However, it is not necessary to obtain a nested block before querying for specific data values. For instance, instead of querying for the nested IFD and then for the MicrosoftPhoto rating, you can instead use the root metadata block and the query shown in the following code to obtain the same information.


if (SUCCEEDED(hr))
{
    hr = pQueryReader->GetMetadataByName(L"/app1/ifd/{ushort=18249}", &value);
    PropVariantClear(&value);
}

In addition to querying for specific metadata items in a metadata block, you can also enumerate all the metadata items in a metadata block (not including metadata items in nested metadata blocks). To enumerate the metadata items in the current block, the query reader's GetEnumeration method is used. This method obtains an IEnumString interface populated with the metadata items in the current block. For example, the following code enumerates the XMP rating and MicrosoftPhoto rating for the nested IFD block that was obtained earlier.


IEnumString *metadataItems = NULL;

if (SUCCEEDED(hr))
{
    hr = pEmbedReader->GetEnumerator(&metadataItems);
}

For more information on identifying appropriate tags for various image formats and metadata formats, see Native Image Format Metadata Queries.

Additional Query Reader Methods

In addition to reading metadata, you can also obtain additional information about the query reader and obtain metadata through other means. The query reader provides two methods that provide information about the query reader, GetContainerFormat and GetLocation.

With the embedded query reader, you can use GetContainerFormat to determine the type of metadata block, and you can call GetLocation to obtain the path relative to the root metadata block. The following code queries the embedded query reader for its location.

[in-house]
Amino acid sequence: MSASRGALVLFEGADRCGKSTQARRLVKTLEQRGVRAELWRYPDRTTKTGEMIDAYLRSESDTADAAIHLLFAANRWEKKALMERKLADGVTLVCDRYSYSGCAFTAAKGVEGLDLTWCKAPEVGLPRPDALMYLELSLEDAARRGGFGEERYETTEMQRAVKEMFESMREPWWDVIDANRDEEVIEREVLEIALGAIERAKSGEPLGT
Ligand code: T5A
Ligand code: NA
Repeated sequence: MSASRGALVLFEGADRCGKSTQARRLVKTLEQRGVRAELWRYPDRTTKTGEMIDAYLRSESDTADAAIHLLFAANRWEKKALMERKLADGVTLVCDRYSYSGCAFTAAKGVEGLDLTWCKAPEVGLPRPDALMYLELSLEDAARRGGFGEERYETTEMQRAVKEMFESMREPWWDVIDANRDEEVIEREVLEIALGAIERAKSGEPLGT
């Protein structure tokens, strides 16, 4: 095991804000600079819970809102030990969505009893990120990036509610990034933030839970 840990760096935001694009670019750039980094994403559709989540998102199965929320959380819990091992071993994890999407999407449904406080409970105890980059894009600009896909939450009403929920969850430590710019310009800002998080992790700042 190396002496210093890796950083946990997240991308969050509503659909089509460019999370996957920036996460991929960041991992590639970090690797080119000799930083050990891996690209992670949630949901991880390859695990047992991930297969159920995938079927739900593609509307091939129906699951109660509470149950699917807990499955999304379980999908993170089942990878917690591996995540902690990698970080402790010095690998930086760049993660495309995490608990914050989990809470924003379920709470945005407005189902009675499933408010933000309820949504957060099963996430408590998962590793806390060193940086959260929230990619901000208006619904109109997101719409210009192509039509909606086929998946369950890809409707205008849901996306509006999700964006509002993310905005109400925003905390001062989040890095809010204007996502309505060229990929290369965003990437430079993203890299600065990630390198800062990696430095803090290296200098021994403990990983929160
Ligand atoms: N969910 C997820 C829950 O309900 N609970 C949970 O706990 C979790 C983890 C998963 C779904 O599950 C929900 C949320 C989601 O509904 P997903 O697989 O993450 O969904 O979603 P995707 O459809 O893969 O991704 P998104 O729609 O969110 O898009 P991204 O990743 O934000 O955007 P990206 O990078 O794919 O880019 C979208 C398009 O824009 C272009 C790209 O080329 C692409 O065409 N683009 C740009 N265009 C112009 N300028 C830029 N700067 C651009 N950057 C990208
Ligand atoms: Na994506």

// Determine the metadata block format

if (SUCCEEDED(hr))
{
    hr = pEmbedReader->GetContainerFormat(&containerGUID);
}

// Determine the query reader's location
if (SUCCEEDED(hr))
{
    UINT length;
    WCHAR readerNamespace[100];
    hr = pEmbedReader->GetLocation(100, readerNamespace, &length);
}

The call to GetContainerFormat for the embedded query reader returns the IFD metadata format GUID. The call to GetLocation returns a namespace of "/app1/ifd"; providing you with the relative path from which subsequent queries to the new query reader will be executed. Of course, the preceding code isn't very useful, but it does demonstrate how to use the GetLocation method for finding nested metadata blocks.

Writing Metadata Using a Query Writer

Note  Some of the code examples provided in this section are not shown in the context of the actual steps required to write metadata. To view the code examples in the context of a working sample, see the How-to: Re-encode an Image with Metadata tutorial.

The main component for writing metadata is the query writer (IWICMetadataQueryWriter). The query writer enables you to set and remove metadata blocks and items within a metadata block.

Like the query reader, there are three ways to obtain a query writer: through a bitmap encoder (IWICBitmapEncoder), through its individual frames (IWICBitmapFrameEncode), or through a fast metadata encoder (IWICFastMetadataEncoder).

Obtaining a Query Writer

The most common query writer is for an individual frame of a bitmap. This query writer sets and removes an image frame's metadata blocks and items. To obtain an image frame's query writer, call the frame's GetMetadataQueryWriter method. The following code demonstrates the simple method call to obtain a frame's query writer.